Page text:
"It could take five to 10 years of work before artificial ovaries are ready for human trials". The treatment of such diseases requires extensive therapies which are seen to harm the fertility quotient in women.
The fertility-affecting therapies could usually leave the ovaries damaged and make women infertile for the rest of the life.
Hoping to provide a better option, Dr Pors and her colleagues started tinkering with ways to bioengineer a type of ovarian tissue that is guaranteed to be free of cancerous cells but still maintains the organ's functionality. That's for a number of reasons (including the obvious reality that mice are very different mammals with different biologies from human beings); for instance, mice used as test subjects may all come from the same gene pool, potentially skewing results.
The "groundbreaking" experiment was presented at the European Society of Human Reproduction and Embryology annual meeting in Barcelona on Monday and is due to be published as a study in a peer-reviewed journal.
A woman can opt to remove and freeze her eggs and then attempt in-vitro fertilization at a later stage or she can remove the ovarian tissue before treatment, have it frozen and then re-implant it once she has finished treatment, CNN noted.
Scientists were then able to grow the ovarian follicles on this engineered scaffold of ovarian tissue.
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The Danish team took the immature egg cells showed that they could survive on a structure made from stripping ovarian tissue of all its cells, leaving behind only its extracellular matrix.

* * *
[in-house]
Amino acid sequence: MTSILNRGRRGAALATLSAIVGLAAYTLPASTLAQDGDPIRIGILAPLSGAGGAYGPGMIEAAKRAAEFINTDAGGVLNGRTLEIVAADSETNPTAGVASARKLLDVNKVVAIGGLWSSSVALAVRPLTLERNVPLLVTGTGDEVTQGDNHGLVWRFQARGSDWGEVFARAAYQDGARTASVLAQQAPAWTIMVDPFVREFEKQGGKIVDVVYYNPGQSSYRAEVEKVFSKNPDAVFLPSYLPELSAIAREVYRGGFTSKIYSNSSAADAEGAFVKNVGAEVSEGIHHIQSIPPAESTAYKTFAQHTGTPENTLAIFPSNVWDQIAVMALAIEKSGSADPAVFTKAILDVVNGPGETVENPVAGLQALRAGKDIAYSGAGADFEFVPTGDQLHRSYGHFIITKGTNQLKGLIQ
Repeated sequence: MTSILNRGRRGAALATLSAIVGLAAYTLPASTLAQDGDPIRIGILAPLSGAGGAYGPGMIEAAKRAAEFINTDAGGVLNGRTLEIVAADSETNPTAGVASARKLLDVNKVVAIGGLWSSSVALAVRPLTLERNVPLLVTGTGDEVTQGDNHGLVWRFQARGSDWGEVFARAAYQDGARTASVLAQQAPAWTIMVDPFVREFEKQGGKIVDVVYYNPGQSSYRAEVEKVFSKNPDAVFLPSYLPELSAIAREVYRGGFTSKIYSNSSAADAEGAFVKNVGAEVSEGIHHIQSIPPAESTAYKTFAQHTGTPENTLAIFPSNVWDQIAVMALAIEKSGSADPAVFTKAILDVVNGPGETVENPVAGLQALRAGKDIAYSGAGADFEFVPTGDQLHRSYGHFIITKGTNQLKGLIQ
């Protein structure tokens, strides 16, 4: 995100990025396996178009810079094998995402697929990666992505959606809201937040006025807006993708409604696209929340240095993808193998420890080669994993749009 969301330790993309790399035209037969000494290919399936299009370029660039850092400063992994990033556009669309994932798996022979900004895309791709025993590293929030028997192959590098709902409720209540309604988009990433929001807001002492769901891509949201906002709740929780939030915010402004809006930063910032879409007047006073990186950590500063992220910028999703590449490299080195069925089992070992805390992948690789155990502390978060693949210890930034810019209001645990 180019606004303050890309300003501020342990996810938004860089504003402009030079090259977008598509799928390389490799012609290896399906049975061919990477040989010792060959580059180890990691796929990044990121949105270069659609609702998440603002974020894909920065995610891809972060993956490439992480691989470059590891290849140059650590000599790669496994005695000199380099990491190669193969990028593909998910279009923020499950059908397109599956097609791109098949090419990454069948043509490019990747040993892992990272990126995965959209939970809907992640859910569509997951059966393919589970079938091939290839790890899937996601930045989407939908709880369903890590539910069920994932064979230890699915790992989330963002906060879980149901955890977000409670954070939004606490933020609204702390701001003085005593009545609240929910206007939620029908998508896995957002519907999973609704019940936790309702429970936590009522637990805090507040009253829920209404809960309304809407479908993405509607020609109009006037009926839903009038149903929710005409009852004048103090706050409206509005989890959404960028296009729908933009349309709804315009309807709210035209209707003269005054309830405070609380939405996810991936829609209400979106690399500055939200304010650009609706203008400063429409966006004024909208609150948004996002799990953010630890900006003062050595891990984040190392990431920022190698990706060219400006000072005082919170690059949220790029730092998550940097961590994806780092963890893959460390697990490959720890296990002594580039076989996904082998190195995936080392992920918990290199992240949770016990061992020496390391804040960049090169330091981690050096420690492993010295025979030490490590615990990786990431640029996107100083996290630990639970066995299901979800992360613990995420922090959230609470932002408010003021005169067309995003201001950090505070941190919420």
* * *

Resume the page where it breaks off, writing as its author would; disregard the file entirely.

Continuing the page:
He added that the new technique transplants only the eggs and surrounding cells of the follicle (seeded into a matrix) back into the uterus. Brison, who was not involved in the study, noted that the use of decellularized scaffolds is common in regenerative medicine, where tissues derived from stem cells are transplanted back into patients.
If the testing on humans prove to be successful in the future, these artificial ovaries could be the answer to cancer-surviving women getting pregnant "naturally", as opposed to IVF where an egg is fertilized in a laboratory and then returned to the womb.
The approach has been garnering praise from the scientific community, but more research is needed. In the end, it could restore the woman's ability to conceive children.
For most patients the procedure is safe, but certain cancers, such as ovarian or leukaemia, can invade the ovarian tissue itself. "But it will be many years before we can put this into a woman".